A disk quota is a limit set by a system administrator that restricts certain aspects of file system usage on modern operating systems.Disk quotas are very useful in large multi-user environments where you have a large number of users with access to the filesystem, whether because they log into the system or use their file space remotely, through either Samba or NFS.This is very useful if you are an Internet service provider (ISP) providing web space for your users to host their websites.
Debian supports BSD-style disk quotas on the ext2 filesystem. This allows you to limit the amount of disk space that your users consume. QUOTA is implemented using the BSD system call interface as the means of communication with the user level. This is based on the Melbourne quota system which uses both user and group quota files.
Installing Quota in debian
#apt-get install quota quotatool
At the time of installation time it will prompt the following questions
send daily remainders to users over quota with the following screen here select yes and press enter
next screen you need to enter the support email of the admin select ok and press enter
Here you need to enter the phone support number of the admin select ok and press enter.
This will complete the quota installation.
Configuring Disk Quotas
Edit /etc/fstab to look like this (I added ,usrquota,grpquota to the partition with the mount point /):
# /etc/fstab: static file system information.
proc /proc proc defaults 0 0
/dev/sda1 / ext3 defaults,errors=remount-ro,usrquota,grpquota 0 1
/dev/sda5 none swap sw 0 0
/dev/hdc /media/cdrom0 iso9660 ro,user,noauto 0 0
/dev/fd0 /media/floppy0 auto rw,user,noauto 0 0
Now you need to Enable quota for this you need to run the following commands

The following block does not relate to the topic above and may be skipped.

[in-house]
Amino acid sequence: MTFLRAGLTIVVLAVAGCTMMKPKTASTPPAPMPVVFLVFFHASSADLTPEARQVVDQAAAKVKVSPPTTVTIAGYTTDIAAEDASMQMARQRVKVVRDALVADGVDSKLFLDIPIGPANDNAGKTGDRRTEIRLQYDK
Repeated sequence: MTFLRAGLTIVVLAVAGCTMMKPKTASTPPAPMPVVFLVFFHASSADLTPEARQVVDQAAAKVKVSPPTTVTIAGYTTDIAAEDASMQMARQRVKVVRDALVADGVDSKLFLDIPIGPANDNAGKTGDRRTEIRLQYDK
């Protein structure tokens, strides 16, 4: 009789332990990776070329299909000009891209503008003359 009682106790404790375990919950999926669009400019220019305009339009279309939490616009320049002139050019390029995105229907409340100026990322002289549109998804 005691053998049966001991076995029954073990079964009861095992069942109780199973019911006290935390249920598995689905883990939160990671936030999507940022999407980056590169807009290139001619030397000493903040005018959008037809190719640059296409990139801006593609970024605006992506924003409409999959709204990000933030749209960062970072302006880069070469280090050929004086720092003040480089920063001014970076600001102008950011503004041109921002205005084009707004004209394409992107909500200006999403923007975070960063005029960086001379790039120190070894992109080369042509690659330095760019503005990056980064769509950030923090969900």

#touch /quota.user /quota.group
#chmod 600 /quota.*
#mount -o remount /
When each quota-enabled file system is remounted, the system is now capable of working with disk quotas. However, the
file system itself is not yet ready to support quotas. To do this, you must first run quotacheck.
The quotacheck command examines quota-enabled file systems, building a table of the current disk usage for each one.
This table is then used to update the operating system’s copy of disk usage. In addition, the file system’s disk quota files are updated (or created, if they do not already exist).
Check all quota-enabled, locally-mounted file systems (-a)
Display status information as the quota check proceeds (-v)
Check user disk quota information (-u)
Check group disk quota information (-g)
Don’t try to remount filesystem read-only (-m)
Now you need to run quotaon command.quotaon announces to the system that disk quotas should be enabled on one or more filesystems.
Force all filesystems in /etc/fstab to have their quotas disabled (-a)
Display a message for each filesystem affected (-v)
Manipulate user quotas (-u)
Manipulate group quotas (-g)
If you want to manage quotas with graphical webinterface you need to install quota webmin module.
Before installing webmin module make sure that you have installed webmin in your server.If you don’t have webmin installed in your server follow this article to install.
To Install webmin module for quotas run the following command
#apt-get install webmin-quota
Now you login in to the webmin and you can see quota configuration
check Warnquota is configured or not
– email warnings are triggered by warnquota
– warnquota takes its configuration in /etc/warnquota.conf
– warnquota is ran daily by default : /etc/cron.daily/quota
Here is my /etc/warnquota.conf
MAIL_CMD = “/usr/sbin/sendmail -t”
FROM = “[email protected]”
SUBJECT = You have exceeded your quota
CC_TO = “[email protected]”
SUPPORT = “[email protected]”
PHONE = “01 02 03 04 05”
MESSAGE = “quota exceed for this user”
SIGNATURE = “Your signature”
Try dpkg-reconfigure -plow quota, it should ask you questions about warnquota configuration.
BTW, if your use of quota is critical, test it before production or with a test account by lowering quota to a very small level and by running manually /etc/cron.daily/quota.